ABSTRACT: To understand the efficacy of emamectin benzoate, avermectin, milbemectin, and thiacloprid on the reproduction and development of Bursaphelenchus xylophilus, seven parameters, namely population growth, fecundity, egg hatchability, larval lethality, percent larval development, body size, and sexual ratio, were investigated using sublethal (LC20) doses of these compounds in the laboratory. Emamectin benzoate treatment led to a significant suppression in population size, brood size, and percent larval development with 411, 3.50, and 49.63%, respectively, compared to 20850, 24.33, and 61.43% for the negative control. The embryonic and larval lethality increased obviously from 12.47% and 13.70% to 51.37% and 75.30%, respectively. In addition, the body length was also significantly reduced for both males and females in the emamectin benzoate treatment. Avermectin and milbemectin were also effective in suppressing population growth by increasing larval lethality and reducing larval development, although they did not affect either brood size or embryonic lethality. Body length for both male and female worms was increased by avermectin. Thiacloprid caused no adverse reproductive effects, although it suppressed larval development. Sexual ratio was not affected by any of these four nematicides. Our results indicate that emamectin benzoate, milbemectin, and avermectin are effective against the reproduction of B. xylophilus. We think these three nematicides can be useful for the control of pine wilt disease.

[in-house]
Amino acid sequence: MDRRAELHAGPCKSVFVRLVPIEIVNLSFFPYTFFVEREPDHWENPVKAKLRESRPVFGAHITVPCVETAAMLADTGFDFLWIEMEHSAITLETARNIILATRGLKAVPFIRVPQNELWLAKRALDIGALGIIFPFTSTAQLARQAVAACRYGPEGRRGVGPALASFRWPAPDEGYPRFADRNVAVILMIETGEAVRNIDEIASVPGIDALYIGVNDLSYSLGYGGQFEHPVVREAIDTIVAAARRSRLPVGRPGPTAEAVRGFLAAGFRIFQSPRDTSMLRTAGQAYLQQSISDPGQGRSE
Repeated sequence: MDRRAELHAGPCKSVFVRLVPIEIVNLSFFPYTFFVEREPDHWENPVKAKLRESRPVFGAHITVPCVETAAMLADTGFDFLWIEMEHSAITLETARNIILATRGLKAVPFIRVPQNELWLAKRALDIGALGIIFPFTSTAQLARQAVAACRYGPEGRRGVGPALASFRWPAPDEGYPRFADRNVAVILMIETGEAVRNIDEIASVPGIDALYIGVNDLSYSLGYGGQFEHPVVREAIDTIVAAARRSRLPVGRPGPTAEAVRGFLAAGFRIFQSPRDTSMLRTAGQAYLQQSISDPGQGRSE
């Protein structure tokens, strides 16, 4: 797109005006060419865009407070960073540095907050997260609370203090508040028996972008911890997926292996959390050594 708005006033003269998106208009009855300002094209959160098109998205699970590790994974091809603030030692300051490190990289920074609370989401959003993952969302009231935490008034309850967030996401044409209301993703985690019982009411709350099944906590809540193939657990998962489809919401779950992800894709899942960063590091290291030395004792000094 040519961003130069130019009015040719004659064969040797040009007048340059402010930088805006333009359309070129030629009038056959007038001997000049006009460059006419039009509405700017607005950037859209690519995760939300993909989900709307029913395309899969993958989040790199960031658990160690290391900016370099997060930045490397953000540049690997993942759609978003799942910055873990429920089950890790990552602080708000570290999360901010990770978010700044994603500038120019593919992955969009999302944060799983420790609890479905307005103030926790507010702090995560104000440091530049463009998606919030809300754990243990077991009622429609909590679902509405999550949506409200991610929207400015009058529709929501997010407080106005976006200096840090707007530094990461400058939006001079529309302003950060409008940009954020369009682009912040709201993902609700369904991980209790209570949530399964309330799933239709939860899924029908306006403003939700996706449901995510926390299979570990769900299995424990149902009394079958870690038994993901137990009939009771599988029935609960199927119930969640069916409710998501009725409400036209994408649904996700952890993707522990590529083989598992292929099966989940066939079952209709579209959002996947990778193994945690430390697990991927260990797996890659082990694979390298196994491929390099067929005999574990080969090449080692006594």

Journal of nematology 06/2015; 47(2):126-32.
  • [Show abstract] [Hide abstract]
    ABSTRACT: A population of Sclerorhabditis miniata n. sp. is described and illustrated from Poonch district of Jammu and Kashmir State, India. The new species is characterized by small body size, with an annulated cuticle, offset labial region, crown shaped, strongly sclerotized lips, thin lateral lips, membranous, stegostom without glottoid apparatus, cheilostom rod shaped, sclerotized, spicules free, strong and thick, gubernaculum simple, bent proximally, bursa open, peloderan with seven pairs of bursal papillae in 1+1/1+1+2+1 pattern. The males of Diploscapter coronatus are described for the first time. They are usually smaller than the females and have labial region similar to females. Spicules separate, with a small dorsal velum, gubernaculum simple, almost straight, bursa open, pseudopeloderan with seven pairs of bursal papillae in 1+1/1+2+1+1 pattern.
    Journal of nematology 06/2015; 47(2):153-8.